Court acquits man sentenced over 2002 attack on French engineers
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Due to a "lack of substantial evidence", a Pakistani court on Friday acquitted a man who was sentenced to death over a 2002 bombing that killed 11 French engineers in Karachi.
AFP - A Pakistan court Friday acquitted a man sentenced to death over a 2002 bombing that killed 11 French engineers, the highest number of Westerners to have died in a single attack in the country.
Mohammad Sohail Habib, who allegedly belonged to Al-Qaeda-linked extremist group Harkatul Mujahideen al-Aalmi, was sentenced to death in his absence in 2003 for assisting the suicide attack which also killed three Pakistanis.
Sohail was arrested in 2005 but was acquitted after a six-month re-trial in an anti-terrorism court ordered on appeal by the high court, officials said.
"The accused has been acquitted due to a lack of substantial evidence on the part of the prosecution," defence lawyer Ovais Jamal told AFP.
In his order Judge Abdul Ghafoor Memon said: "The court heard arguments from both the sides and hereby acquits the accused as the prosecution does not provide any substantial evidence against him."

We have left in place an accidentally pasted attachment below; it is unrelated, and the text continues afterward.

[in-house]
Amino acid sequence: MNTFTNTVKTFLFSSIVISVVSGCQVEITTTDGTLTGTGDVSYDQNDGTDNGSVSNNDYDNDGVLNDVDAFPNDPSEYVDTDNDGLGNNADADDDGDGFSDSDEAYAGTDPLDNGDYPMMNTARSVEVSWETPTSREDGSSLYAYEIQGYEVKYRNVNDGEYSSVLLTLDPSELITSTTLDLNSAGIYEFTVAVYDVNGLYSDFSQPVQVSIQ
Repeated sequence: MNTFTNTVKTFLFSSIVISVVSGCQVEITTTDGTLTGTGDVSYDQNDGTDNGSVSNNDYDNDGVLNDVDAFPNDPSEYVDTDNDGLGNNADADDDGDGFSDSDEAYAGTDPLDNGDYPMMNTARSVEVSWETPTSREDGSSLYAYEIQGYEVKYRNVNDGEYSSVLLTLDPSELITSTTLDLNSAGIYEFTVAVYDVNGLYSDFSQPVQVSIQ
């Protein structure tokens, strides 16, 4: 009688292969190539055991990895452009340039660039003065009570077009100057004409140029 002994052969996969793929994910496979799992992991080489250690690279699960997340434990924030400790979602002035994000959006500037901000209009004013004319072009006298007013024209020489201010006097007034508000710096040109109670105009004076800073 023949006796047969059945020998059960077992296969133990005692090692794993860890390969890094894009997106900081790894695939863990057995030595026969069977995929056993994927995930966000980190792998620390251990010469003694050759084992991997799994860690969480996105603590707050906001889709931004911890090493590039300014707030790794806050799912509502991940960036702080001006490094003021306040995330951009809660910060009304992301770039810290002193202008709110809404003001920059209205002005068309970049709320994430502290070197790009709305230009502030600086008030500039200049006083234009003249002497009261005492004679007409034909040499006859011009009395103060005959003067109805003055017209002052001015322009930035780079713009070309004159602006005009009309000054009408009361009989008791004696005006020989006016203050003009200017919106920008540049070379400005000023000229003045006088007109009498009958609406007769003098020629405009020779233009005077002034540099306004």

The government in southern province Sindh vowed to appeal the verdict.
"We'll challenge the decision in the high court soon," said Yousuf Laghari, the top judicial official in the provincial government.
Sohail was convicted of assisting the May 2002 attack outside the Sheraton Hotel in Pakistan's financial capital Karachi.
The anti-terrorism court court also convicted Asif Zaheer and Mohammad Rizwan on multiple counts of assisting the attack, and sentenced them respectively to death and 50 years in prison.
They were acquitted by the high court in Sindh in May on the grounds that the prosecution "failed to prove the case against the accused" -- decisions that the government is also challenging in the supreme court.
A suicide bomber rammed a Toyota Corolla packed with 140 to 150 kilogrammes (300 to 330 pounds) into a bus as it collected the Frenchmen from the hotel. They had been helping Pakistan build its first locally-made submarine.
The judge on Friday made Sohail's release conditional on police not wanting him for other charges, his defence lawyer said.
Police said however that in initial interrogations, Sohail confessed to a role in the 2002 killing of US journalist Daniel Pearl and a failed December 2003 bomb attack on then Pakistani president Pervez Musharraf's motorcade.
Pearl was kidnapped in Karachi in January 2002 while writing about Islamist militancy in nuclear-armed Pakistan. A video showing his beheading was delivered to the US consulate in the city nearly a month later.
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